Leonardo lived with the Melzi family during his second stay in Milan, a prominent noble family in the city. The family’s son, Francesco Melzi (1491-1570), became the pupil of the famous artist and they had a father-son-like relationship.

During this period, he also drew his master using red chalk and provides a side view of the artist. This makes it hard to judge whether or not all the facial characteristics match those of the presumed self-drawing.

This extraordinary drawing has dimensions of 27.5 x 19 centimeters (10.82 x 7.48 inches) and is part of the collection of the Royal Library at Windsor Castle.

Leonardo da vinci portrait
Conformed portrait of Leonardo da Vinci / Wiki Commons

5. It was purchased by the King of Sardinia in the 19th century

Little is known about what happened to the Portrait of a Man in Red Chalk until it was sold by an antique dealer named Giovanni Volpato in 1839.

Where he got the drawing remains unknown but it was probably in either England or France.

The buyer was a certain Charles Albert (1798-1849), the King of Sardinia at the time and the man who granted the first constitution of Italy. It was named in his honor as it’s called the “Albertine Statute.”

His reign started in 1831 and ended with his death in 1849. The drawing moved along with him to the Royal Palace of Turin which was owned by the House of Savoy in the city in the northern part of Italy.

Charles Albert of Sardinia
Charles Albert of Sardinia / Wiki Commons

6. The drawing was saved from the Nazis but severely damaged in the process

Another reason why it has been identified as a self-portrait of Leonardo da Vinci is the incredible quality of the drawing.

It possesses the same level of quality as other drawings and preparatory sketches made by the artist.

The same can, unfortunately, not be said about the material with which it was produced. It was drawn on a fragile piece of paper using red chalk. An inscription dating back from a later date reads “Leonardo da Vinci, portrait of himself as an old man.”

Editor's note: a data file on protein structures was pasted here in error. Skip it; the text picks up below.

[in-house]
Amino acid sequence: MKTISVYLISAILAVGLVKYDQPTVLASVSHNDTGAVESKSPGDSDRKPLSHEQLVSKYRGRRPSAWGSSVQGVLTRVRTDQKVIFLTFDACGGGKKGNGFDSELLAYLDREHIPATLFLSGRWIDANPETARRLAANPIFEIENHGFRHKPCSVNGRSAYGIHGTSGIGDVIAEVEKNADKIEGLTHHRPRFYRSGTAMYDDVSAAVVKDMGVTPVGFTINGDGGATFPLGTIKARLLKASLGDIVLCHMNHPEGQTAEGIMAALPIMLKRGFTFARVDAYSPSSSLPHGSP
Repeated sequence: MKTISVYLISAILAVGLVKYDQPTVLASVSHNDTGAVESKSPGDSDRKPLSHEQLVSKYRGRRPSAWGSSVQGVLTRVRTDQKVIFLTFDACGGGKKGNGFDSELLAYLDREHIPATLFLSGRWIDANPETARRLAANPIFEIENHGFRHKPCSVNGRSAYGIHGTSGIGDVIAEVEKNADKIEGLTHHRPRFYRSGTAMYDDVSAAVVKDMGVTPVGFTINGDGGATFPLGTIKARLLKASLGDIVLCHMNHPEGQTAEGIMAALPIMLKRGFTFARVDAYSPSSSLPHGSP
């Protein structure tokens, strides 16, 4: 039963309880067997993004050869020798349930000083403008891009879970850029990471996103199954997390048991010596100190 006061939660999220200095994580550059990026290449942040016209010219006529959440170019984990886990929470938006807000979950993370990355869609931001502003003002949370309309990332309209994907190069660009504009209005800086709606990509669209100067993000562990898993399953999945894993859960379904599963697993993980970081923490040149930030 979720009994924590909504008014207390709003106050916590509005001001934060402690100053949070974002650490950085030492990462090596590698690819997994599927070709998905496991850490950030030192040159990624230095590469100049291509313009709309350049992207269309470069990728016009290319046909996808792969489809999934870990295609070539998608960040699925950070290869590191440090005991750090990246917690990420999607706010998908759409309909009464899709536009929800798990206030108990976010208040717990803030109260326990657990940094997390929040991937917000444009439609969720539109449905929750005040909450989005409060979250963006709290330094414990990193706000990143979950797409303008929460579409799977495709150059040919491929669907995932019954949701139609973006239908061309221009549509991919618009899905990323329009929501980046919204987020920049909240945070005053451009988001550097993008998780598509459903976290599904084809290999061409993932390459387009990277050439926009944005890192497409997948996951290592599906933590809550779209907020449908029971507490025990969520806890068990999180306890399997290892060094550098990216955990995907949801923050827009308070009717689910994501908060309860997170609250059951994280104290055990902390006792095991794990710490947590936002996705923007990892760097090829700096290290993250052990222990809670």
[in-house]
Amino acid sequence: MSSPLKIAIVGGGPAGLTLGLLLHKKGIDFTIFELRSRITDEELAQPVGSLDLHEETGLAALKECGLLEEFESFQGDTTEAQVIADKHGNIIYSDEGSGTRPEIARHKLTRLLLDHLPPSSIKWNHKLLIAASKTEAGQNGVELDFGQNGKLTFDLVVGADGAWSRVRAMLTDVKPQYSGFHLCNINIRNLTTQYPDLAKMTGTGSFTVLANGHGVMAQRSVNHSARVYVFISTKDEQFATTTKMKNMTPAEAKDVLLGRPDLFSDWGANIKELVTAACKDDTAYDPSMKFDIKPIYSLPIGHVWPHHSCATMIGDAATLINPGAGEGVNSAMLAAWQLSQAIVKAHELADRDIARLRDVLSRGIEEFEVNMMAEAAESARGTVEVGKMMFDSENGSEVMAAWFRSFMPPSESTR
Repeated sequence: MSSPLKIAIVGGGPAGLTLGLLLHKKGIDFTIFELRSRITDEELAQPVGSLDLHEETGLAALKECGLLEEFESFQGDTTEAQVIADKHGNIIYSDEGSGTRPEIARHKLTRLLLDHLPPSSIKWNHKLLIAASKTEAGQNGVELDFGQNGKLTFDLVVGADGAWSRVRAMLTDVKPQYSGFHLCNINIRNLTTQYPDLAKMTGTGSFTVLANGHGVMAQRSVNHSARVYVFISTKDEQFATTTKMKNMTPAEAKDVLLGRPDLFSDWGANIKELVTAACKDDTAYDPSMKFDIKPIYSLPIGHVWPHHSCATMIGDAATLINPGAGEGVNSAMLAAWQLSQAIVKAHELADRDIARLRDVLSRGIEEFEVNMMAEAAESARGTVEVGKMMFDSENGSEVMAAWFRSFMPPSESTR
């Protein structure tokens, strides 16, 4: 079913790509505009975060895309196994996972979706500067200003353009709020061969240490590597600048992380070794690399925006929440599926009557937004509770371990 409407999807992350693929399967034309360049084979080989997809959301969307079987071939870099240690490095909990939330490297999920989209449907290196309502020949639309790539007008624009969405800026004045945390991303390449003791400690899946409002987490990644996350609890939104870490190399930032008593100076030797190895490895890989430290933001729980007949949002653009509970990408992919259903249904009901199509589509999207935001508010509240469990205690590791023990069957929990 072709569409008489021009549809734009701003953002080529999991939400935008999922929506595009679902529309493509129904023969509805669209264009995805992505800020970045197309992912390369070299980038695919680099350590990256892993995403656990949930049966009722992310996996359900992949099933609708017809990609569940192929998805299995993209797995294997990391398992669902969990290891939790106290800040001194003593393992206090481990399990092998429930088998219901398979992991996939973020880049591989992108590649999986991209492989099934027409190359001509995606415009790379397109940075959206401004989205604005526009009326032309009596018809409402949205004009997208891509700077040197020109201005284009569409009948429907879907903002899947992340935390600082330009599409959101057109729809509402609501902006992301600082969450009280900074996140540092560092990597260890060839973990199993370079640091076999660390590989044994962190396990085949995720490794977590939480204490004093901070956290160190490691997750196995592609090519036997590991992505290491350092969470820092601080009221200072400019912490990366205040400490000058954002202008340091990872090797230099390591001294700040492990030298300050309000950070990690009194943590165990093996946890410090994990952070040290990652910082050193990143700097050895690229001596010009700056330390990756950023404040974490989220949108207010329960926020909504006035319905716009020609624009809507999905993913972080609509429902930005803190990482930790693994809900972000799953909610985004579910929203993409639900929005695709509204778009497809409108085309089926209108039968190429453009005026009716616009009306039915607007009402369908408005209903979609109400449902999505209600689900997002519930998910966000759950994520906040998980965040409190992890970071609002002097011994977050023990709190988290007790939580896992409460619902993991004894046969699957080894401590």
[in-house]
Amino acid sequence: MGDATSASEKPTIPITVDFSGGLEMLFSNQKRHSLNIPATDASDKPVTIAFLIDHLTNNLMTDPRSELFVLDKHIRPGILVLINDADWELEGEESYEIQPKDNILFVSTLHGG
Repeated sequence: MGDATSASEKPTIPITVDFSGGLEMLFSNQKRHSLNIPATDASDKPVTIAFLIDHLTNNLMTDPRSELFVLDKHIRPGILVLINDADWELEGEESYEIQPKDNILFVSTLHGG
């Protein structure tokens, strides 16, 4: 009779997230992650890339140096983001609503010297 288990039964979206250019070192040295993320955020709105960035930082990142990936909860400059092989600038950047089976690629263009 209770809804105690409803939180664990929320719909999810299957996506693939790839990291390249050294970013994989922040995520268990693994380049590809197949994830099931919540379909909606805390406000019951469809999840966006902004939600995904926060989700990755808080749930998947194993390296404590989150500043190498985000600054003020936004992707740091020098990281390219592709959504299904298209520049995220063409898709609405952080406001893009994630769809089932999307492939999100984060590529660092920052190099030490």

This remarkable work of art was moved from Turin to Rome during World War II in an attempt to keep it safe from the Nazis. This worked out fine, but the paper was heavily damaged in the process.

A study conducted in 2014 has determined the state in which the drawing is today, and work is being done to preserve it as optimally as possible.

Portrait of a Man in Red Chalk Leonardo da Vinci detail
Detail of the man’s face / Wiki Commons

7. How big is Portrait of a Man in Red Chalk by Leonardo da Vinci?

Just like most scribblings by Leonardo, this is a relatively small work of art.

It’s slightly larger than the portrait produced by Melzi because it has dimensions of 33.3 × 21.6 centimeters (13.1 × 8.5 inches).

8. Where is the drawing located today?

The drawing was returned to Turin following the conclusion of World War II and it’s currently housed at the Royal Library of Turin.

This immense library was established in 1842 by the king who bought the drawing. It’s located on the ground floor of the Royal Palace of Turin and holds:

  • 200,000 prints
  • 4,500 manuscripts
  • 3,055 drawings
  • 5,019 sixteenth-century books
  • 20,987 pamphlets

Unfortunately, because of the fragile state in which the artwork is today, it’s not on public display.

Royal Library in Turin
The Royal Library in Turin / Phyrexian / Wiki Commons